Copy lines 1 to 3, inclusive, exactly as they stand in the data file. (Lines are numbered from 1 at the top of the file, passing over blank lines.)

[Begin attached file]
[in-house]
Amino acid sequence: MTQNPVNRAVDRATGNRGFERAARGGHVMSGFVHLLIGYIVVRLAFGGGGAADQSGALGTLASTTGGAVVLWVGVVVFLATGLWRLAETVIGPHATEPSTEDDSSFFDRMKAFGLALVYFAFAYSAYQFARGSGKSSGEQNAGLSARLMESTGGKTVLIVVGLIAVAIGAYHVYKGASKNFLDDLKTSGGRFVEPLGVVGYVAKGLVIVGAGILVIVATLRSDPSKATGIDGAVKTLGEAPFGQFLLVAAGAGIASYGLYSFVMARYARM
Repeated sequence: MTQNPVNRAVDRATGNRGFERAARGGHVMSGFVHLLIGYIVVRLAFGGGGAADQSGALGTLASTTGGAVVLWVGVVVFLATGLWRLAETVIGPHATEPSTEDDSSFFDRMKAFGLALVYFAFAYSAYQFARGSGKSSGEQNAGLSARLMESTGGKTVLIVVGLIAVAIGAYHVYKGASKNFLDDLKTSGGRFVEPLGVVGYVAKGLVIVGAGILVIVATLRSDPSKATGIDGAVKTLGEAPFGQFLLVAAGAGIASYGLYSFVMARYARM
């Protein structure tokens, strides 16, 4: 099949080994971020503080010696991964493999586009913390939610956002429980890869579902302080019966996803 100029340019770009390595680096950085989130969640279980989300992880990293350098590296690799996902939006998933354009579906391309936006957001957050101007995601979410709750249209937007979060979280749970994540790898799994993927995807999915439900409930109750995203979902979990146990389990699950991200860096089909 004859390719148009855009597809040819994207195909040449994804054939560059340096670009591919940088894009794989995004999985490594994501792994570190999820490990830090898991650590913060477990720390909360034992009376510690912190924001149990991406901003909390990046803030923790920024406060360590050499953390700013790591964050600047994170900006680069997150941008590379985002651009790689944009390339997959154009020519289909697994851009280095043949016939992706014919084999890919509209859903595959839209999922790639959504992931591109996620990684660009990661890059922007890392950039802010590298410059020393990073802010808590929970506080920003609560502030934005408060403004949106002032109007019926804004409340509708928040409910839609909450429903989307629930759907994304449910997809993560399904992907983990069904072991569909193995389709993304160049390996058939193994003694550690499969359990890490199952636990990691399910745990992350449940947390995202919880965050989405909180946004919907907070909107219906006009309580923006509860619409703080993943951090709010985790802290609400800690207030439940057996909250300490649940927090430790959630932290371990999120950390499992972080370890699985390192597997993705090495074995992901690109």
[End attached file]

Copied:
[in-house]
Amino acid sequence: MTQNPVNRAVDRATGNRGFERAARGGHVMSGFVHLLIGYIVVRLAFGGGGAADQSGALGTLASTTGGAVVLWVGVVVFLATGLWRLAETVIGPHATEPSTEDDSSFFDRMKAFGLALVYFAFAYSAYQFARGSGKSSGEQNAGLSARLMESTGGKTVLIVVGLIAVAIGAYHVYKGASKNFLDDLKTSGGRFVEPLGVVGYVAKGLVIVGAGILVIVATLRSDPSKATGIDGAVKTLGEAPFGQFLLVAAGAGIASYGLYSFVMARYARM
Repeated sequence: MTQNPVNRAVDRATGNRGFERAARGGHVMSGFVHLLIGYIVVRLAFGGGGAADQSGALGTLASTTGGAVVLWVGVVVFLATGLWRLAETVIGPHATEPSTEDDSSFFDRMKAFGLALVYFAFAYSAYQFARGSGKSSGEQNAGLSARLMESTGGKTVLIVVGLIAVAIGAYHVYKGASKNFLDDLKTSGGRFVEPLGVVGYVAKGLVIVGAGILVIVATLRSDPSKATGIDGAVKTLGEAPFGQFLLVAAGAGIASYGLYSFVMARYARM